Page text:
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Notes from the Spain Desk: Double-Classic Weekend!

The Spanish Tours Season kicks into... well, lower gear, but it's on baby!

Fotoreporter Sirotti

When last we met, one week and 700 FSA DS reminders ago, the Spanish Mini-Tour Season was kicking off in Andalusia, the southern swatch of Spain containing some of Europe's more desirable winter destinations, especially if you're a cyclist. Well, and especially if you're Alejandro Valverde.

The Green Bullet kicked off what promises to be another fruitful campaign with two stage victories (including a prologue), a second-placing and a pretty straightforward win in the Vuelta a Andalucia/Ruta del Sol. I had promised a preview, but both video and details proved scanty, on top of the madness of FSA DS Deadline Week, so know simply that Valverde is on top form, there was a decent amount of climbing, and nobody stole Garmin's bikes. Jonathan Hivert, whose French name almost translates into the one season of cycling in which results should not be taken too seriously, took the two sprint finishes, while northerners Jurgen Van Den Broeck and Bauke Mollema gave Valverde a run for the money with podium finishes under the (cough) sun.

It wasn't exactly all sunshine and roses in the Route of the Sun, with one certifiably classic-like day and a couple others where the arm warmers never came off, particularly in the higher altitudes, and the Spanish winter should continue to behave a bit like winter as we hit the next round of regional events -- the last two in the "I don't really care" category before the big-time Spanish Mini-Vuelta Season kicks off in Catalunya in three weeks. Let's take a look at this weekend's last go-rounds for the Iberian Peloton.

Saturday: Vuelta a Murcia, 183km

The former five-day mini-tour and all-round celebration of local boy Valverde, this year's Murcia is pared down to a financially palatable single day of racing, making it the Clasica a Murcia for the first time in its history. Not that this should disfavor Valverde; if it's in Murcia, it favors Valverde. This is, after all, the race which barred Italian teams in 2010 because the Italian Olympic Committee had banned Valverde from racing in Italy due to his Operacion Puerto connection, for which he was later suspended. Note, Italian cycling teams do not run the Italian Olympic Committee... but this distinction was too fine for the Valverde Appreciation Society in Murcia.

I guess in that sense, you get what you deserve, and if karma is going to chop your race down to one day, it might as well be one where your guy is the favorite to win. And so, we have a parcours that could not favor Valverde much more than this.


As usual, the profile makes it look like the key pass, the Alto de Espuña/Collado Bermejo, can't be summited without shredding everyone's tires. A more realistic profile of that climb looks like this:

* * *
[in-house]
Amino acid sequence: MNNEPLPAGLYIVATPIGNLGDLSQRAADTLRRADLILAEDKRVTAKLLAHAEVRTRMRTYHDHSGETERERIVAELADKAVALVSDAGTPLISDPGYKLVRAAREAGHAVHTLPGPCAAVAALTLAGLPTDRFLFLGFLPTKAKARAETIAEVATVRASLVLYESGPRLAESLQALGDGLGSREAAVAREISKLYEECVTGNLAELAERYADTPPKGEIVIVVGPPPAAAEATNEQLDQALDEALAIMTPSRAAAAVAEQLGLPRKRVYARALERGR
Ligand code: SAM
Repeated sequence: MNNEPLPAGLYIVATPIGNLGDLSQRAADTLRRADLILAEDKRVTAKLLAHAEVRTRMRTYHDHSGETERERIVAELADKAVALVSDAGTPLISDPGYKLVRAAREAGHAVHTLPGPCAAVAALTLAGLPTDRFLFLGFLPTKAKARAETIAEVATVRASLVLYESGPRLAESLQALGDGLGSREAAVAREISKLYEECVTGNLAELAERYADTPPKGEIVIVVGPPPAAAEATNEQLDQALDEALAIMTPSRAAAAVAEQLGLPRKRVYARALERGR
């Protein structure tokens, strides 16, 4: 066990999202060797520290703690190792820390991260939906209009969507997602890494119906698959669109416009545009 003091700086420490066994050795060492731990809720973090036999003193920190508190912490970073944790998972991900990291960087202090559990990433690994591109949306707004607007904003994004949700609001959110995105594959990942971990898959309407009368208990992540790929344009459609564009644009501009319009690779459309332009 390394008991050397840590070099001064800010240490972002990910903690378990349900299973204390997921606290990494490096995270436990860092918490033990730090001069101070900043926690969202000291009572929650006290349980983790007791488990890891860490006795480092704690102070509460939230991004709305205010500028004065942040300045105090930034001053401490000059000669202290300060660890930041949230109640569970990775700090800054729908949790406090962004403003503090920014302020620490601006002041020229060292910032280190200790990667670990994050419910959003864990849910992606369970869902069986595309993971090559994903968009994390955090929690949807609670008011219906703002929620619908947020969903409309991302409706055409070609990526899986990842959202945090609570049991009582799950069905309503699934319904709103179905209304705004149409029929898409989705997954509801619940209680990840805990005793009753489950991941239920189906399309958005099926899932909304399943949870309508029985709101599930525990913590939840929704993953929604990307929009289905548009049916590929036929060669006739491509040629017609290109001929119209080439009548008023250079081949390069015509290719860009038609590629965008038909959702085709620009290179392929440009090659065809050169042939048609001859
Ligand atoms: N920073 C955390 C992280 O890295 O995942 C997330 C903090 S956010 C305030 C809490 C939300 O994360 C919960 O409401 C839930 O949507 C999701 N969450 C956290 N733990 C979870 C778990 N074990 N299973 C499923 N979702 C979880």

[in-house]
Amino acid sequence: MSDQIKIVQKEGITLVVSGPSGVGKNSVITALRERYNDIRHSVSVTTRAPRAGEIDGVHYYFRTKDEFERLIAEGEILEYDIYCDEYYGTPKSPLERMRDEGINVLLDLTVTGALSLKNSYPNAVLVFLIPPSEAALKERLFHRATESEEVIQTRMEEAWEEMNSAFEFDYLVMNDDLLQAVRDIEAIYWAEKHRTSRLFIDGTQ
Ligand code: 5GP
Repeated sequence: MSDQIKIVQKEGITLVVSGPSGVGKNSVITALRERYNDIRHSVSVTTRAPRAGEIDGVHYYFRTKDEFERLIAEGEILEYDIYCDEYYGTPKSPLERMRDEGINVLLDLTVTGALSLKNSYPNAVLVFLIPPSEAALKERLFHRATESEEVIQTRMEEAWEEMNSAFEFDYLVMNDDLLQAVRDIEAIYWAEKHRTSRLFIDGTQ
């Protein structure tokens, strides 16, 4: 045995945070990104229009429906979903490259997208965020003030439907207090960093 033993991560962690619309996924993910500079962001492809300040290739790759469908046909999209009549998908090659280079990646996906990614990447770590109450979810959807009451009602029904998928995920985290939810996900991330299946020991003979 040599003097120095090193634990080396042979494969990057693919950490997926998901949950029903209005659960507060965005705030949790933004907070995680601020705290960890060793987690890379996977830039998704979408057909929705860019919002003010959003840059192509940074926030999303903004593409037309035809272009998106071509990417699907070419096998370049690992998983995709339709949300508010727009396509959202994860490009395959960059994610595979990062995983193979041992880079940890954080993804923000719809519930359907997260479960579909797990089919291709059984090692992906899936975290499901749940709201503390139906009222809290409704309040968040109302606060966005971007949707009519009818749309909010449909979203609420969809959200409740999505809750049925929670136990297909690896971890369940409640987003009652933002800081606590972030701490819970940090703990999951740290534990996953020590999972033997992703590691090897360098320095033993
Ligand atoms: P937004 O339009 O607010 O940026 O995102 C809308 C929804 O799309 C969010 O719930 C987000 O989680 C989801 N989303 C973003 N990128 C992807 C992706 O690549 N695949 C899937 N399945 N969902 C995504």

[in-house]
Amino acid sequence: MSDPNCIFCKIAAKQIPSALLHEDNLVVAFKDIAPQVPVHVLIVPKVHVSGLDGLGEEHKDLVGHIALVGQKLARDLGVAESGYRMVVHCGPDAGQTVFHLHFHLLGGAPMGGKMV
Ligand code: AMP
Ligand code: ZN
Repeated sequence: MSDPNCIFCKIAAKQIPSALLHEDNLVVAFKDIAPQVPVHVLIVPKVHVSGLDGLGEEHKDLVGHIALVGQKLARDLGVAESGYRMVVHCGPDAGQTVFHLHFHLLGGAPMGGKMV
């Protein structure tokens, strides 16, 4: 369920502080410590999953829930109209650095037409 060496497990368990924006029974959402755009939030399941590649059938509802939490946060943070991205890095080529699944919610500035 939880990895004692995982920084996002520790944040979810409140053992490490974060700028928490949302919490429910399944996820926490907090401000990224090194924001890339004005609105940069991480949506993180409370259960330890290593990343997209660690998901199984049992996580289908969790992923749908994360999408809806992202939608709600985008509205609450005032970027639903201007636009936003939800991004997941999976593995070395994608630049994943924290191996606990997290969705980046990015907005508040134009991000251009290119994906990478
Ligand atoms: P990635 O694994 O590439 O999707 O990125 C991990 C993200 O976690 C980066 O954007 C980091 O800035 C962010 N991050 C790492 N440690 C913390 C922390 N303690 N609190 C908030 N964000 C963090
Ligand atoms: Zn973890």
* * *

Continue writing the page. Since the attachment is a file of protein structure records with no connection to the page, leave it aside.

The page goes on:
[h/t, a/k/a the website WillJ would have created if he were Spanish.]

The point of it all is, it's 31km of climbing to an altitude of 1580 meters, with some rough stuff near the top, though all well within the reach of the top climbers. The course then drops back down to the valley, eases back up again, and ends in a power-sprint. None of this favors anyone besides Valverde. Absent is defending champion Nairo Quintana, one of Valverde's Movistar teammates, so it's all for Valv Saturday. There are other teams, however, and of the lot Sammy Sanchez of Euskaltel-Euskadi has enough of a sprint on him to keep Valverde alert at the end, as does Davide Rebellin (CCC-Polstat), but the rest of the peloton is loaded with climbers who will take whatever they can when the top three are done sprinting.

Sunday: Clasica de Almería, 186km

The next morning, a largely similar group of folks will contest the Clasica de Almería about 200km southwest of Murcia.

Before we get any further, click here for the soundtrack to this preview. [Bad Teeth Warning!]

There's a chance we are looking at a repeat of the previous day, as the race looks approximately like this:


In other words, it's Murcia with half the altitude. Alas, I tried to find information about the Alto de Lucainena, but it took me to a bunch of dating sites. Anyway, Theo Bos won here recently, and Michael Bling Mathews last year over the same course, so it's not terribly selective.

Which raises the question, is Valverde going to win again? The finish has a slight uptick to it, but it's a sprinters' finale. Valverde remains a favorite, but among the sprinters in attendance will be Mark Renshaw, JJ Rojas, Francisco Ventoso, and the red-hot Jonathan Hivert. My money is on Hivert for the win, given the past week, so Green Bullet fans (?) shouldn't get too cocky just yet.